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    Reporters Without Borders said in it’s 2005 special report titled “Xinhua: the world’s biggest propaganda agency”, that “Xinhua remains the voice of the sole party”, “particularly during the SARS epidemic, Xinhua has for last few months been putting out news reports embarrassing to the government, but they are designed to fool the international community, since they are not published in Chinese.”
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CPJ: CHINA restricts foreign news distribution

Posted by Author on September 12, 2006

The Committee to Protect Journalists, September 11, 2006, New York-

The Committee to Protect Journalists is alarmed by China’s announcement Sunday that the state-controlled Xinhua News Agency would oversee the distribution of foreign news and information within China, and would censor all news stories, photographs and other information deemed offensive under several broad categories.

“It is greatly distressing that less than two years before the start of the Olympic Games in Beijing, the government is attempting to tighten its financial and political control over the flow of information in China,” said CPJ Executive Director Joel Simon. “These new regulations on the distribution of foreign news are a step backward.”

The sweeping regulations are likely to affect financial news reporting and economic information providers that sell services directly to clients inside China, according to international news reports. The new rules come amid China’s heightened effort to control foreign and local press coverage through administrative measures and the civil and criminal prosecution of journalists.

Xinhua announced that the new regulations, called Measures for Administering the Release of News and Information in China by Foreign News Agencies, would take effect immediately. Under these measures, Xinhua News Agency says it would retain the right to select the news distributed within China, and would delete any materials found to:

  • Violate the basic principles enshrined in the Constitution of the People’s Republic of China;
  • Undermine China’s national unity, sovereignty and territorial integrity;
  • Endanger China’s national security, reputation and interests;
  • Violate China’s religious policies or preach evil cults or superstition;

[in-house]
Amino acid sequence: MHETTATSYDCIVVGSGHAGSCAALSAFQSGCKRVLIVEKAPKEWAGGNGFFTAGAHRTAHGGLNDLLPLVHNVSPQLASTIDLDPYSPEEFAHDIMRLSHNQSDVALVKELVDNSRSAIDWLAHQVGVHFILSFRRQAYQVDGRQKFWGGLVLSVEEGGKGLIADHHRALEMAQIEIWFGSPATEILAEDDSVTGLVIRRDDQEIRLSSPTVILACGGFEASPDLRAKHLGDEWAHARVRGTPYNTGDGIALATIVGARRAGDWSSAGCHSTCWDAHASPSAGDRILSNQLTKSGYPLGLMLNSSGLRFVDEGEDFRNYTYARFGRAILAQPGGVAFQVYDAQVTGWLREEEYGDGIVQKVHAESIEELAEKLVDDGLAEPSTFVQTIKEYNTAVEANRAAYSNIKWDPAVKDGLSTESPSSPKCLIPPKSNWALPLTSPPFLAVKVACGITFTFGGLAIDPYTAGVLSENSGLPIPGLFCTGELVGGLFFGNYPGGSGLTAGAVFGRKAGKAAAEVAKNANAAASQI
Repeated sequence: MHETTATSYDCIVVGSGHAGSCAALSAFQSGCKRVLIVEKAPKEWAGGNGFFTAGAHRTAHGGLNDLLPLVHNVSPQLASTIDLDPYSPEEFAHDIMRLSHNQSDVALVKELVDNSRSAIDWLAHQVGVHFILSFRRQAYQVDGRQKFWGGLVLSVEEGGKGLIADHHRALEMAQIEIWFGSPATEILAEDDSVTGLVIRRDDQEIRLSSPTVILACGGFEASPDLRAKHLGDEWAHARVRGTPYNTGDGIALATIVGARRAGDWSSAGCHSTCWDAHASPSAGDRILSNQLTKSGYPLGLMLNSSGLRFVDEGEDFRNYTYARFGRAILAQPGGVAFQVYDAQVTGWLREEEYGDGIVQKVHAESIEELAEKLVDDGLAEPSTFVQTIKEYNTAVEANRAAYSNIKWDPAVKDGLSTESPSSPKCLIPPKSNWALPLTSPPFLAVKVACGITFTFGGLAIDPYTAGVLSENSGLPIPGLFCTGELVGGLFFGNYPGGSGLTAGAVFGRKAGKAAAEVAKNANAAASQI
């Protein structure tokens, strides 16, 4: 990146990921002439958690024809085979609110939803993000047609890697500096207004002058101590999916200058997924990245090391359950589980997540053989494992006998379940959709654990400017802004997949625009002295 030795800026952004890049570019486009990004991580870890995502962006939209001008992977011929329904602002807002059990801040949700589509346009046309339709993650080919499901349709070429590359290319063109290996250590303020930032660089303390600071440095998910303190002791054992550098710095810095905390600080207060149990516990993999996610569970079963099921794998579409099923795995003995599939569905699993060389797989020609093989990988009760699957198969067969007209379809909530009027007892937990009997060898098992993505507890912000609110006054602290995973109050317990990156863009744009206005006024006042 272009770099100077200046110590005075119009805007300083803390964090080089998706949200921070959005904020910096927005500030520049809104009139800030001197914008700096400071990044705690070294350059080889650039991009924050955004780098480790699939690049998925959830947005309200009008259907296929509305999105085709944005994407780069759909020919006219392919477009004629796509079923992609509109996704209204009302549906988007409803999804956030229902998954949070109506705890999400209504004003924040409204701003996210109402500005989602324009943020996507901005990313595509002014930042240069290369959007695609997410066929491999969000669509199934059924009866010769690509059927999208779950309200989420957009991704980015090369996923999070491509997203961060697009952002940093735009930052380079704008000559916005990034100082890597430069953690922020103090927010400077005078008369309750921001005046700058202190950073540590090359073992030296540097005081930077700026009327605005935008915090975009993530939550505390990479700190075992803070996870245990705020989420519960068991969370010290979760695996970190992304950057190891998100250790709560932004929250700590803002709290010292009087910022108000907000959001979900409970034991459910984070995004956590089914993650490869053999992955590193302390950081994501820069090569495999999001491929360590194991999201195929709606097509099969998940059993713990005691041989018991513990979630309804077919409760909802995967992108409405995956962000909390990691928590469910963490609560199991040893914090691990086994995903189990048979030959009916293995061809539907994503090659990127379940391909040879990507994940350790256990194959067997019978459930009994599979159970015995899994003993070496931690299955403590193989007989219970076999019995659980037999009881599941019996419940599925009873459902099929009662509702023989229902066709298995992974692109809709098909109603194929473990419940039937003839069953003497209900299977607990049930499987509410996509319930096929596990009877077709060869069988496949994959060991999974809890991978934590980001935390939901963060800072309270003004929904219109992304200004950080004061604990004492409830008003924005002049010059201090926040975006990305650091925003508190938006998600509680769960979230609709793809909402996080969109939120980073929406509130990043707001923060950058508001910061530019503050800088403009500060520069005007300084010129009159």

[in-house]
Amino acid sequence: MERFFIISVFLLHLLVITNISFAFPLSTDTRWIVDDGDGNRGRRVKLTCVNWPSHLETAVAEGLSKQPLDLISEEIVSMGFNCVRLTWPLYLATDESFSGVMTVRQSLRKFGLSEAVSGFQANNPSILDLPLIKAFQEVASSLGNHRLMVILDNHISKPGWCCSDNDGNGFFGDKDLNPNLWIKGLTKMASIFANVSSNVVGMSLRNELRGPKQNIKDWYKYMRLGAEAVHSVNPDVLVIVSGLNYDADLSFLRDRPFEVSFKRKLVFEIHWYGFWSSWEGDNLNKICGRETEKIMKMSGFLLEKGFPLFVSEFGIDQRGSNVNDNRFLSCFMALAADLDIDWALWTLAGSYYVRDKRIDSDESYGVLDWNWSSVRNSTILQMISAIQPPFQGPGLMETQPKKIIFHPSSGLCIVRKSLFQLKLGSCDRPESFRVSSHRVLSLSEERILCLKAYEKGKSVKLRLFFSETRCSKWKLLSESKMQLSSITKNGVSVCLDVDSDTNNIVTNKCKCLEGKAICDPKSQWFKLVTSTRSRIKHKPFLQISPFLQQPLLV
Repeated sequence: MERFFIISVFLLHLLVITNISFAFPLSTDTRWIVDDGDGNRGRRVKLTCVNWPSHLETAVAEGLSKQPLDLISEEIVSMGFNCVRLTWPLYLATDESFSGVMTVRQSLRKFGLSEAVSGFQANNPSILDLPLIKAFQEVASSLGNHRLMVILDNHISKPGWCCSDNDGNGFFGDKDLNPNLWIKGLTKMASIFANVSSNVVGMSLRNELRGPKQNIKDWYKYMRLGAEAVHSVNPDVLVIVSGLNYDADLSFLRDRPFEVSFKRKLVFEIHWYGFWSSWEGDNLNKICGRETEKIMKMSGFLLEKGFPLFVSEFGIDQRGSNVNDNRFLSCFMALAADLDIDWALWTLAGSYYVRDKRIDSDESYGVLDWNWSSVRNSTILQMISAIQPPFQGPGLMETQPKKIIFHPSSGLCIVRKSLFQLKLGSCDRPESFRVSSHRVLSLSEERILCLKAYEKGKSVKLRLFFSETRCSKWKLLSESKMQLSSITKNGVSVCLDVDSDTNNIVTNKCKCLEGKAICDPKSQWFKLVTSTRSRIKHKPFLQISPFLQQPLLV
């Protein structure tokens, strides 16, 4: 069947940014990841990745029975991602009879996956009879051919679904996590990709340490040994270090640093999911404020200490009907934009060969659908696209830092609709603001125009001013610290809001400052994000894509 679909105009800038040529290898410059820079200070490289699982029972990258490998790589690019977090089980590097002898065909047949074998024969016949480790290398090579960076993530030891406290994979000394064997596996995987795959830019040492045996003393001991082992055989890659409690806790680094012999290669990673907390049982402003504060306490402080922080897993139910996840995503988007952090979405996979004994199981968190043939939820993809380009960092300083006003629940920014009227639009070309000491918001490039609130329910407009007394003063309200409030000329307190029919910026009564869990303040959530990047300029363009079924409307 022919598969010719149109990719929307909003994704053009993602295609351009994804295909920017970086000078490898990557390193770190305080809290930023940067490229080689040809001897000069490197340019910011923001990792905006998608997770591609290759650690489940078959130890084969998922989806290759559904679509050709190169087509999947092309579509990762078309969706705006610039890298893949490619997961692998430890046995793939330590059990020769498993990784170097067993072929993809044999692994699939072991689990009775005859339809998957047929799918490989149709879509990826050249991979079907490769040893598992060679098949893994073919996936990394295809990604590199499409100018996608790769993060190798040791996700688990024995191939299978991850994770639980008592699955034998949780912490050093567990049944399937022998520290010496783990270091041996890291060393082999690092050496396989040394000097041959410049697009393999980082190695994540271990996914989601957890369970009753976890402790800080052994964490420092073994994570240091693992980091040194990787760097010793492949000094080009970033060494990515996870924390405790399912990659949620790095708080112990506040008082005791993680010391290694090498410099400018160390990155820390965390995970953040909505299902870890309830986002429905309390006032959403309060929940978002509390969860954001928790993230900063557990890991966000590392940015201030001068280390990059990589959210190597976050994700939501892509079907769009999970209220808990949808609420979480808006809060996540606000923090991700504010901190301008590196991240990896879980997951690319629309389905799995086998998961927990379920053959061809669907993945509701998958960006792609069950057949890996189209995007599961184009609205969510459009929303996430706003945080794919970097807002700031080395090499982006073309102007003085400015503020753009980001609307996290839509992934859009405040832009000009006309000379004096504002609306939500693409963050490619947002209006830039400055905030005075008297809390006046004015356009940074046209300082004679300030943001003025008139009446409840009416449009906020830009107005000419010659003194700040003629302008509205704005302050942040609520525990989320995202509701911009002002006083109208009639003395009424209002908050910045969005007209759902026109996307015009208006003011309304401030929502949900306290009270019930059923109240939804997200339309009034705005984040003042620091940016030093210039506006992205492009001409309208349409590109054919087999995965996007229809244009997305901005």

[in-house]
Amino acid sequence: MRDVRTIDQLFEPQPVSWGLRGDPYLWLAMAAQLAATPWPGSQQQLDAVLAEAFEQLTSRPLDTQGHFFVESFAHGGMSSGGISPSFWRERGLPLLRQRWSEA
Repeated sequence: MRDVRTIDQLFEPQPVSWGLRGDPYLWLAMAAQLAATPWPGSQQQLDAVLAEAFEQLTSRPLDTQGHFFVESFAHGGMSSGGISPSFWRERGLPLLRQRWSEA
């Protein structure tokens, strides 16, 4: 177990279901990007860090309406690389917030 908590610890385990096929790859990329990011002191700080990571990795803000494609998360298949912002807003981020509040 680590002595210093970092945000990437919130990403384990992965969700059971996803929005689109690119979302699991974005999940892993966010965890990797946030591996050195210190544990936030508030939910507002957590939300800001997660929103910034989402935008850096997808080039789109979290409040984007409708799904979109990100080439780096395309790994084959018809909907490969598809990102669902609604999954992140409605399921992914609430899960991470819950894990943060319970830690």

• Incite hatred and discrimination among ethnic groups, undermine their unity, infringe upon their customs and habits, or hurt their feelings;
  • Spread false information, disrupt China’s economic and social order, or undermine China’s social stability;
  • Propagate obscenity and violence, or to abet crimes;
  • Humiliate or slander another person, or infringe upon the legitimate rights and interests of another person;
  • Undermine social ethics of the fine cultural traditions of the Chinese nation;
  • Include other content banned by Chinese laws and administrative regulations.

Any foreign news agency found to be violating these rules could be suspended or its rights to provide news within China cancelled, Xinhua said on its English-language Web site. The measures will also affect the distribution on the mainland of information released by news agencies in Hong Kong, Macau and Taiwan.

The re-publication of foreign news is already restricted through censorship agencies that control domestic media. But the new rules rescind a 1996 agreement allowing limited direct distribution of financial news and information to customers in China.

“Xinhua’s new rules will have no effect on the way we cover and provide the news globally,” said Clayton Haswell, director for Asia and the Pacific for The Associated Press, a news agency likely to be affected by the new rules, in a statement released to CPJ. “But this raises serious concerns for AP regarding fair trade and the free flow of information within China.”

A Reuters spokeswoman said that the agency was examining the new regulations.

“We are studying these rules closely to see how they differ from the current guidelines and will be discussing the details of the new regulations with Xinhua,” said Samantha Topping.

Bloomberg News declined comment.

Journalists in China have told CPJ that the government is pursuing the most intense attack on the press since the aftermath of the crackdown on protesters at Tiananmen Square in 1989. More than 30 journalists are currently jailed in China, including foreign news agency employees Zhao Yan of The New York Times, and Ching Cheong of The Straits Times of Singapore.

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